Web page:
Chemical compounds (or sometimes single elements), each with its own composition and physical properties.
  30. What is magma?
    It is molten material that forms inside Earth.
  31. What are igneous rocks and how are they formed?
    They are the resulting rocks from when magma cools and solidifies. This process, called crystallization, may occur either beneath the surface or, following a volcanic eruption, at the surface.
  32. What is sediment?
    The resulting particles that occur when igneous rocks weather and erode away.
  33. What is lithification?
    The conversion process of sediment forming into rock.
  34. What is sedimentary rock?
    The resulting rock that forms from lithification.
  35. What is metamorphic rock?
    The result of sedimentary rock being exposed to high pressure and heat.
  36. What is the nebular theory?
    The theory that states that the bodies of our solar system evolved from an enormous rotating cloud called the solar nebula.
  37. What did the solar nebula consist of?
    Besides the hydrogen and helium atoms generated during the Big Bang, the solar nebula consisted of microscopic dust grains and the ejected matter of long-dead stars. (Nuclear fusion in stars converts hydrogen and helium into the other elements found in the universe)
  38. What is the Earth's crust?
    Earth’s relatively thin, rocky outer skin, is of two different types—continental crust and oceanic crust. Both share the word “crust,” but the similarity ends there. The oceanic crust is roughly 7 kilometers (5 miles) thick and composed of the dark igneous rock basalt. By contrast, the continental crust averages about 35 kilometers (22 miles) thick.
  39. What is the Earth's mantle?
    More than 82 percent of Earth’s volume is contained in the mantle, a solid, rocky shell that extends to a depth of nearly 2900 kilometers (1800 miles). The boundary between the crust and mantle represents a significant change in chemical composition.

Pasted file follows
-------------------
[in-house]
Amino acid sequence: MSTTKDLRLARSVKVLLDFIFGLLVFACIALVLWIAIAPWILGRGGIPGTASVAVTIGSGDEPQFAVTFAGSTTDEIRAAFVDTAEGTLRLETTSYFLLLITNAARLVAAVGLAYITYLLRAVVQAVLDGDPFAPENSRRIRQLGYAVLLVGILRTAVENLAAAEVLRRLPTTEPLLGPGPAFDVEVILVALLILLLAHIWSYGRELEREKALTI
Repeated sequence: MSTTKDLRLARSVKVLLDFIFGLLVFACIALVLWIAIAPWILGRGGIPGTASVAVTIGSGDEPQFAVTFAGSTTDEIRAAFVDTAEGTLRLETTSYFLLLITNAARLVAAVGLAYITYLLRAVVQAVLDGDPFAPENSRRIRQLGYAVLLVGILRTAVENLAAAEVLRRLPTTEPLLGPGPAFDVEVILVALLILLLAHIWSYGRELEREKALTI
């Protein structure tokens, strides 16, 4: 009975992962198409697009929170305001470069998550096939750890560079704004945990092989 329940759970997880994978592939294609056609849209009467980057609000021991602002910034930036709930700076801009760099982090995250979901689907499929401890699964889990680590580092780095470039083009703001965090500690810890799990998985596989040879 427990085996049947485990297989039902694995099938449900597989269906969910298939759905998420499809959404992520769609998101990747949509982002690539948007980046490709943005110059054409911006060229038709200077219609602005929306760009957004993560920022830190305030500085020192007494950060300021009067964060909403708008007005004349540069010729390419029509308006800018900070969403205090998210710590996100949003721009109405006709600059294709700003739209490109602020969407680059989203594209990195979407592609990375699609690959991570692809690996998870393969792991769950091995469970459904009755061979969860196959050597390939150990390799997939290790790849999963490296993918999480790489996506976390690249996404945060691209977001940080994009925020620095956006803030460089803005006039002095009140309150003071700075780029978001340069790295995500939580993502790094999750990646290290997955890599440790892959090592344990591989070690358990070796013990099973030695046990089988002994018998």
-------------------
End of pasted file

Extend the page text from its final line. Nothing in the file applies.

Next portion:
40. What is the upper-mantle?
    The upper mantle extends from the crust-mantle boundary down to a depth of about 660 kilometers(410 miles). The upper mantle can be divided into two different parts. The top portion of the upper mantle is part of the stiff lithosphere, and beneath that is the weaker asthenosphere.
  41. What is the lithosphere?
    The lithosphere (sphere of rock) consists of the entire crust and uppermost mantle and forms Earth’s relatively cool,rigid outer shell. Averaging about 100 kilo-meters in thickness, the lithosphere is more than 250 kilometers thick below the oldest portions of the continents.
  42. What is the asthenosphere?
    Beneath the lithosphere to a depth of about 350 kilometers lies a soft, comparatively weak layer known  as the asthenosphere (“weak sphere”). The top portion of the asthenosphere has a temperature/pressure regime that results in a small amount of melting. Within this weak zone the lithosphere is mechanically detached from the layer below. The result is that the lithosphere is able to move independently of the asthenosphere.
  43. What is the lower mantle?
    The portion of the mantle from a depth of 660 kilometers (nearly 410 miles) to the top of the core, at a depth of 2900 kilometers (1800 miles). Because of an increase in pressure(caused by the weight of the rock above)the mantle gradually strengthens with depth. Despite their strength however, the rocks within the lower mantle are very hot and capable of very gradual flow.
  44. What is the Earth's core?
    The composition of the core is thought to be an iron-nickel alloy with minor amounts of oxygen, silicon, and sulfur—elements that readily form compounds with iron. At the extreme pressure found in the core, this iron-rich material has an average density of nearly 11 g/cm3 and approaches 14 times the density of water at Earth’s center.The core is divided into two regions that exhibit very different mechanical strengths. It is made of up the inner core and outer core.
  45. What is the outer core?
    The liquid layer 2270 kilometers (1410 miles) thick. It is the movement of metallic iron within this zone that generates Earth’s magnetic field.
  46. What is the inner core?
    It is a sphere having a radius of 1216 kilometers (754 miles). Despite its higher temperature, the iron in the inner core is solid due to the immense pressures that exist in the center of the planet.
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Geology Chapter 1 - GEOL-G103-01I Earth Sci Matls & Proc 201330 - Essentials of Geology, Eleventh Ed
2013-07-03 21:57:56

IPFW Distance Learning Course - Summer Session II - 2013